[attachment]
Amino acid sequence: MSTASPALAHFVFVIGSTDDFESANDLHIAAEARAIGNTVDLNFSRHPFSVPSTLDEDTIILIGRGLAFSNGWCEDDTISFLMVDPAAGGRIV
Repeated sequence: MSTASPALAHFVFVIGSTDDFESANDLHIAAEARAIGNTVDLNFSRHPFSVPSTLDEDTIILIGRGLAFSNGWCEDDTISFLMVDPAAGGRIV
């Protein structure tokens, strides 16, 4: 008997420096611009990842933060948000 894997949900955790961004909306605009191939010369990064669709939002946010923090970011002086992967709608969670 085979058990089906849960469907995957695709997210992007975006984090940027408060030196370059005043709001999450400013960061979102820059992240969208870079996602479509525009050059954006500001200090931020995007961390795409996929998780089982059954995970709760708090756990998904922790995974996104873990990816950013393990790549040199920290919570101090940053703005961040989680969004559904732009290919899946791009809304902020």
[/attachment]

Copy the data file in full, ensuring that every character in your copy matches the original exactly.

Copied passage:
Amino acid sequence: MSTASPALAHFVFVIGSTDDFESANDLHIAAEARAIGNTVDLNFSRHPFSVPSTLDEDTIILIGRGLAFSNGWCEDDTISFLMVDPAAGGRIV
Repeated sequence: MSTASPALAHFVFVIGSTDDFESANDLHIAAEARAIGNTVDLNFSRHPFSVPSTLDEDTIILIGRGLAFSNGWCEDDTISFLMVDPAAGGRIV
């Protein structure tokens, strides 16, 4: 008997420096611009990842933060948000 894997949900955790961004909306605009191939010369990064669709939002946010923090970011002086992967709608969670 085979058990089906849960469907995957695709997210992007975006984090940027408060030196370059005043709001999450400013960061979102820059992240969208870079996602479509525009050059954006500001200090931020995007961390795409996929998780089982059954995970709760708090756990998904922790995974996104873990990816950013393990790549040199920290919570101090940053703005961040989680969004559904732009290919899946791009809304902020």